In Defense of Food

An Eater's Manifesto
by Michael Pollan | 256 pages

Michael Pollan is one of the world’s leading thinkers on nutrition. Time magazine voted him one of the 100 most influential people in the world. He’s also a Professor of Journalism at UC Berkeley. One of the things I most love about him and his work is that, as a journalist, he takes a much wider, more objective view of the nutritional landscape—which can often be dominated by (and muddled by) individuals with *very* strong, dogmatic, inflexible ideologies. Big Ideas we explore: Nutritionism (vs. food), the big experiment (that failed), the Aborigine in all of us, the 5 fundamental transformations of industrializing food and Lucky Charms, Cocoa Puff and Trix cereals as health foods as per the American Heart Association. (<— Can you believe that? Crazy. And true.)


“Eat food. Not too much. Mostly plants.

That, more or less, is the short answer to the supposedly incredibly complicated and confusing question of what we humans should eat in order to be maximally healthy.

I hate to give away the game right here at the beginning of a whole book devoted to the subject, and I’m tempted to complicate matters in the interest of keeping things going for a couple hundred more pages or so. I’ll try to resist, but will go ahead and add a few more details to flesh out the recommendations. Like, eating a little meat isn’t going to kill you, though it might be better to approach it as a side dish than as a main. And you’re better off eating whole fresh foods rather than processed food products. That’s what I mean by the recommendation to ‘eat food,’ which is not quite as simple as it sounds. For while it used to be that food was all you could eat, today there are thousands of other edible foodlike substances in the supermarket. These novel products of food science often come in packages elaborately festooned with health claims, which brings me to another, somewhat counterintuitive, piece of advice: If you’re concerned about your health, you should probably avoid products that make health claims. Why? Because a health claim on a food product is a strong indication it’s not really food, and food is what you want to eat.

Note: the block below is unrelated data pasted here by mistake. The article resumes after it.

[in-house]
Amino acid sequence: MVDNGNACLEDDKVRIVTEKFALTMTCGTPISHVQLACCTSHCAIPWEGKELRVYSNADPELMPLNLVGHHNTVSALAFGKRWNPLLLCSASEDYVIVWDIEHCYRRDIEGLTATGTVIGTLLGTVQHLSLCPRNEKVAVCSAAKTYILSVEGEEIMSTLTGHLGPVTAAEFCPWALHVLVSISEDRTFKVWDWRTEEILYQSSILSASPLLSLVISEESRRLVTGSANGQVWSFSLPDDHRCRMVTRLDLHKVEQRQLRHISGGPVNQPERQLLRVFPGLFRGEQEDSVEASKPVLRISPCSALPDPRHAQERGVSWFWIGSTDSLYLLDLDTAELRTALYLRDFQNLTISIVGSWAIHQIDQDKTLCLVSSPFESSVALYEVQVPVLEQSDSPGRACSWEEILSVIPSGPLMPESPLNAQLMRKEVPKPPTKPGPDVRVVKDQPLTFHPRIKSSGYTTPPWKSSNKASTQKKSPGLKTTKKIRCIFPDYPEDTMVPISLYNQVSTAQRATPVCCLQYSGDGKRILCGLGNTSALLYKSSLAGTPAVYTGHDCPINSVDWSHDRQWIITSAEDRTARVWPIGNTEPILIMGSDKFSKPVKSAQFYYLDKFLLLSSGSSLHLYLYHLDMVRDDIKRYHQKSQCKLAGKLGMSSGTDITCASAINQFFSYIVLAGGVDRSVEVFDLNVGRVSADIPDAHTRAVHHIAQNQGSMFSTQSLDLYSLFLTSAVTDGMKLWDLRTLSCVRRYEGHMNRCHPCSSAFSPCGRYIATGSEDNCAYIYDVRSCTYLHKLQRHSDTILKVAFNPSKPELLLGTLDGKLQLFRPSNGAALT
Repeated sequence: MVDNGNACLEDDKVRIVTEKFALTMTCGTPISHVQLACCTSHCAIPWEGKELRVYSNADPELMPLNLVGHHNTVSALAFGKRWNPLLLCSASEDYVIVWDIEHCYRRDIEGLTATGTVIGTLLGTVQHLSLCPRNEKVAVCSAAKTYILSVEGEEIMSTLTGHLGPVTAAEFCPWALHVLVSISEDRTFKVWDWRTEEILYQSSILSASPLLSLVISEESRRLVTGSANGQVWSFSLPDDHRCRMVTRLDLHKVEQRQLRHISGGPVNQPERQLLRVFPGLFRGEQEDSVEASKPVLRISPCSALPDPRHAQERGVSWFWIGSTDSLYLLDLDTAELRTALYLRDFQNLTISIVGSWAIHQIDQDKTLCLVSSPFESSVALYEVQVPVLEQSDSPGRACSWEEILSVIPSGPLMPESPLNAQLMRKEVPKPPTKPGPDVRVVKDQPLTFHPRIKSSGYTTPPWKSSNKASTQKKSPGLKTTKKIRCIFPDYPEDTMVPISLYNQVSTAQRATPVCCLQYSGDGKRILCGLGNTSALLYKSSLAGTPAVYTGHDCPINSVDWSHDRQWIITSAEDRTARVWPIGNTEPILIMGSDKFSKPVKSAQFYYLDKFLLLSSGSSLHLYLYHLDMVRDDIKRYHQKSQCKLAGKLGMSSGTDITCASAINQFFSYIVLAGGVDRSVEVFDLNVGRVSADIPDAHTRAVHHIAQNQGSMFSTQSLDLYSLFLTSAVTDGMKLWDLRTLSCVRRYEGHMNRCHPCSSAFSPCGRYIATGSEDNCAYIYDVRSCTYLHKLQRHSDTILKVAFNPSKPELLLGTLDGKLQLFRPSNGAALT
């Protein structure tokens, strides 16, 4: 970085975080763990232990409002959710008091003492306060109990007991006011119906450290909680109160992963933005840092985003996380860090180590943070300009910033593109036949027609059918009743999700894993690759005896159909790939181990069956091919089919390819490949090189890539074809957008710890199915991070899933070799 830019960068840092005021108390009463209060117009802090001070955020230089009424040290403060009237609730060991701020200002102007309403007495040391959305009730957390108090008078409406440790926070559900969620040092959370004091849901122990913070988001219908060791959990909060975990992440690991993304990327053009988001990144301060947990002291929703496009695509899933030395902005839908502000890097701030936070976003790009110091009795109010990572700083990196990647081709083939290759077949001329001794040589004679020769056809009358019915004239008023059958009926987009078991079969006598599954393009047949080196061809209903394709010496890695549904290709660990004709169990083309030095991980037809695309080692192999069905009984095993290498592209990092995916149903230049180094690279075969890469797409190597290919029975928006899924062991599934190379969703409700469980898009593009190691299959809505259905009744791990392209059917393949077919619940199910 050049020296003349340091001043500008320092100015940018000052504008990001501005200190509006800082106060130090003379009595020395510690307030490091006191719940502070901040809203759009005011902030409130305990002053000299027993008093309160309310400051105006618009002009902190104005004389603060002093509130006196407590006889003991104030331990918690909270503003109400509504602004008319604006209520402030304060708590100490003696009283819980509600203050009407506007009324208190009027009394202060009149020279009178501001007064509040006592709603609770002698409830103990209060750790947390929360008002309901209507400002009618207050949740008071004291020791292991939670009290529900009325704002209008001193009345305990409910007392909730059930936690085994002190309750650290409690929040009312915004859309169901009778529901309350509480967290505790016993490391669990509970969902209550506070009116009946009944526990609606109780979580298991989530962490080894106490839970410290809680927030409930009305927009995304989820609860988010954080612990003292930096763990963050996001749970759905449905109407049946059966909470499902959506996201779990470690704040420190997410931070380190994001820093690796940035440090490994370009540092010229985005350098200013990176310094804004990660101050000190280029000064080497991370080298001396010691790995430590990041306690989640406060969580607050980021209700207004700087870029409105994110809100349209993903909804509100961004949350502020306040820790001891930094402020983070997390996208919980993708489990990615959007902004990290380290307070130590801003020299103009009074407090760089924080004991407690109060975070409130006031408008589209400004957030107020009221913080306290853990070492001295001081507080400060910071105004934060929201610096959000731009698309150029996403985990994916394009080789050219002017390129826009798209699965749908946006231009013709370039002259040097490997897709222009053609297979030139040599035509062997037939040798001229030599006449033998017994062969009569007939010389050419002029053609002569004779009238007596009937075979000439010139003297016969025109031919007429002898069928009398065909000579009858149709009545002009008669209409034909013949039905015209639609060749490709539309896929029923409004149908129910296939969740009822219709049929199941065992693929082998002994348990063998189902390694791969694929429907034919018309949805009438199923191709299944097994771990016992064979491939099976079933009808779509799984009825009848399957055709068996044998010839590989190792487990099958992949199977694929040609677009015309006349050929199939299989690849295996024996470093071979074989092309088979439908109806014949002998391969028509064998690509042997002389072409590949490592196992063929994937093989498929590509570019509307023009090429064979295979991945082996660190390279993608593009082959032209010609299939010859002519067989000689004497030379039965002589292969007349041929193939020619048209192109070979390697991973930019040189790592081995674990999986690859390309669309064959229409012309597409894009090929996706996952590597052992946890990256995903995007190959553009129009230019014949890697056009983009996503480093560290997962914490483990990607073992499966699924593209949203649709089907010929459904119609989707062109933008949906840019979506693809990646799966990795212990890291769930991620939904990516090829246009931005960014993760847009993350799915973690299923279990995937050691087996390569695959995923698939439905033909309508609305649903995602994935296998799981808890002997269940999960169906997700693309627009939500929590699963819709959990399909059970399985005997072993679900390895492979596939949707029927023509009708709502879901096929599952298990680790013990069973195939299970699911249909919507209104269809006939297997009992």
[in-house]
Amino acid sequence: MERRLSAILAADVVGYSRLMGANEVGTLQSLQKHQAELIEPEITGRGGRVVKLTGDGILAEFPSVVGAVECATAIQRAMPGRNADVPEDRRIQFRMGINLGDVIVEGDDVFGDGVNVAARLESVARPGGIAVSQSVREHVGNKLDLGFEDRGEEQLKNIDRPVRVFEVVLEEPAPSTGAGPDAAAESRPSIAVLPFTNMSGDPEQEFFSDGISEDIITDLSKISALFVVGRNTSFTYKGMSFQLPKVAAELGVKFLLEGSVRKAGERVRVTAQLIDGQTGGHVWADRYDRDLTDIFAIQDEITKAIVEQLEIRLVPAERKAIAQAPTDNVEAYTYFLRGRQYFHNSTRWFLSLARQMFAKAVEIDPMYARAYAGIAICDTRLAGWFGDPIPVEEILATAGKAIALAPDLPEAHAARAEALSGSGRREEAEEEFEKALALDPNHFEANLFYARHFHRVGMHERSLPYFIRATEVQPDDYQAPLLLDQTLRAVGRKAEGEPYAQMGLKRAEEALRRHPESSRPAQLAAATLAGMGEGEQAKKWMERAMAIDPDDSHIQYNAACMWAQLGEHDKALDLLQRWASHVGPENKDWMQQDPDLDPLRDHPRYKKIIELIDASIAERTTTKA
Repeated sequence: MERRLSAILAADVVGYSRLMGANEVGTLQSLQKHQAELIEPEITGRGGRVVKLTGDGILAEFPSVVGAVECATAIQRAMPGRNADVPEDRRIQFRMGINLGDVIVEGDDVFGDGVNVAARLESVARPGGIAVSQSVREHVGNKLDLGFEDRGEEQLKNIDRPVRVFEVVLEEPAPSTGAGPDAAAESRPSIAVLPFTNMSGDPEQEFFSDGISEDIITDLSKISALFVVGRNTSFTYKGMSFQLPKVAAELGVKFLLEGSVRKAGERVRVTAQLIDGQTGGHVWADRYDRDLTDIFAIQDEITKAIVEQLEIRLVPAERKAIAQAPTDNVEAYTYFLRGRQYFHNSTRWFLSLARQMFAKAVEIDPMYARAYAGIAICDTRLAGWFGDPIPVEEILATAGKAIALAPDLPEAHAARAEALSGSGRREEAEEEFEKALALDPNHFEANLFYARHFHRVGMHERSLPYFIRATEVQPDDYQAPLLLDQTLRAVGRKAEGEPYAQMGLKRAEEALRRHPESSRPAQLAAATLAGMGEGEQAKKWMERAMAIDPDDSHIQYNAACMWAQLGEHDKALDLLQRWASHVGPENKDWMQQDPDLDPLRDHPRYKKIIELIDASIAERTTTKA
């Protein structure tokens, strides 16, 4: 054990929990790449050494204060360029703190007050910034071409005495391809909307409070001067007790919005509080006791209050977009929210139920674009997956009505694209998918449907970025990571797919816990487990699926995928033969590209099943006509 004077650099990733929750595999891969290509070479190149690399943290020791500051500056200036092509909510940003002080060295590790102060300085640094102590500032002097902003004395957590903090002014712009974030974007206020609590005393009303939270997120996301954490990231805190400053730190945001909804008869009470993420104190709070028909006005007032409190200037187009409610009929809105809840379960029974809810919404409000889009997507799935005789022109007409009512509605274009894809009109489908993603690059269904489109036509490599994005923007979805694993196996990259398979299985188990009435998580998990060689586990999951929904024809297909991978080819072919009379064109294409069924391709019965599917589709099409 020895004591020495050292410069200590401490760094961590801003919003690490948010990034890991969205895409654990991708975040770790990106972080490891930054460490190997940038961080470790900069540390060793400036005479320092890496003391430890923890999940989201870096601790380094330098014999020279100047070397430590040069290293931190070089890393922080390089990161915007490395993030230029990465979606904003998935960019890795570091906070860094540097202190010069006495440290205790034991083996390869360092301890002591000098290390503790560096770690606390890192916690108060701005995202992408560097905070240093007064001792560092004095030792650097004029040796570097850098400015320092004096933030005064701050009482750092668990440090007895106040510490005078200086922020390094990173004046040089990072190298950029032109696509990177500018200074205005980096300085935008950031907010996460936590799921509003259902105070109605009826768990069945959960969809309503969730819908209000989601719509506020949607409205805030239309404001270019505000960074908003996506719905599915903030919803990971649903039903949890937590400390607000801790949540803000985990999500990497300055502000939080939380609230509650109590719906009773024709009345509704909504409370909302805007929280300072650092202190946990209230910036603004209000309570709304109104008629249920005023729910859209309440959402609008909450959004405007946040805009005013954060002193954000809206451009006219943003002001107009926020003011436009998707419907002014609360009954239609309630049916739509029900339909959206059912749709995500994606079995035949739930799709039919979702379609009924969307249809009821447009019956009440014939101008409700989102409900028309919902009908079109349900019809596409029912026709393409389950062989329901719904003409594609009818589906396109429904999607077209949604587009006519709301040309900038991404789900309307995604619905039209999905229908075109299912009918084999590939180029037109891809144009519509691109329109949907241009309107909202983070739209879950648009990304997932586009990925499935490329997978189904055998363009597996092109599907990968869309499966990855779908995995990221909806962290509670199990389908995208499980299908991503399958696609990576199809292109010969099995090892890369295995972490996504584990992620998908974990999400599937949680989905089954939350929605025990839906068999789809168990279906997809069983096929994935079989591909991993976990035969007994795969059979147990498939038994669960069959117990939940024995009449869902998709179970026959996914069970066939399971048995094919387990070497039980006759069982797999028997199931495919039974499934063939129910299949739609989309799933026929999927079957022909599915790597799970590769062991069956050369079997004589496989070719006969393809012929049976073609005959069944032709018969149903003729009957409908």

You can see how quickly things become complicated.”

~ Michael Pollan from In Defense of Food

This is our second Note on Michael Pollan’s books. Check out our first on Food Rules—which is, essentially, a super-abbreviated distillation of the wisdom from this book.

Pollan is one of the world’s leading thinkers on nutrition. Time magazine voted him one of the 100 most influential people in the world. He’s also a Professor of Journalism at UC Berkeley.

One of the things I most love about him and his work is that, as a journalist, he takes a much wider, more objective view of the nutritional landscape—which can often be dominated by (and muddled by) individuals with *very* strong, dogmatic, inflexible ideologies.

I really enjoyed this book and highly recommend it. (Get a copy here.)

It’s packed with Big Ideas and expansive wisdom. I’m excited to share some of my favorite Ideas so let’s jump straight in!

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About the author

Authors

Michael Pollan

Author of a number of New York Times best-selling books on nutrition.